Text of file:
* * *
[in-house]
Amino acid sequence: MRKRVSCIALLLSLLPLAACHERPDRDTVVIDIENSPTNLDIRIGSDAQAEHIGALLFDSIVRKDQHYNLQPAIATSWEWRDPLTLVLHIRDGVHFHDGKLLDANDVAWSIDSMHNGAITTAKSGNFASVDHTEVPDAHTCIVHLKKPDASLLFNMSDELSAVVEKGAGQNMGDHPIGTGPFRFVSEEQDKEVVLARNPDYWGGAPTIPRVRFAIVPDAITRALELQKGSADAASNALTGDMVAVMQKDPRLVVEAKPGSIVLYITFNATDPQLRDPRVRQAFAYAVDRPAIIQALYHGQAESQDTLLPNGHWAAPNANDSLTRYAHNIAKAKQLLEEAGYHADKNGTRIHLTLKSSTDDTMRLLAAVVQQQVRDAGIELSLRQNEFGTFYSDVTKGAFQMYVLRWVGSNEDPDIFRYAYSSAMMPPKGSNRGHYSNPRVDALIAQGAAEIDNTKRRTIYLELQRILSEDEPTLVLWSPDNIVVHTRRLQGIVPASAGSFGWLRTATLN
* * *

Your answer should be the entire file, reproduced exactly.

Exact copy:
[in-house]
Amino acid sequence: MRKRVSCIALLLSLLPLAACHERPDRDTVVIDIENSPTNLDIRIGSDAQAEHIGALLFDSIVRKDQHYNLQPAIATSWEWRDPLTLVLHIRDGVHFHDGKLLDANDVAWSIDSMHNGAITTAKSGNFASVDHTEVPDAHTCIVHLKKPDASLLFNMSDELSAVVEKGAGQNMGDHPIGTGPFRFVSEEQDKEVVLARNPDYWGGAPTIPRVRFAIVPDAITRALELQKGSADAASNALTGDMVAVMQKDPRLVVEAKPGSIVLYITFNATDPQLRDPRVRQAFAYAVDRPAIIQALYHGQAESQDTLLPNGHWAAPNANDSLTRYAHNIAKAKQLLEEAGYHADKNGTRIHLTLKSSTDDTMRLLAAVVQQQVRDAGIELSLRQNEFGTFYSDVTKGAFQMYVLRWVGSNEDPDIFRYAYSSAMMPPKGSNRGHYSNPRVDALIAQGAAEIDNTKRRTIYLELQRILSEDEPTLVLWSPDNIVVHTRRLQGIVPASAGSFGWLRTATLN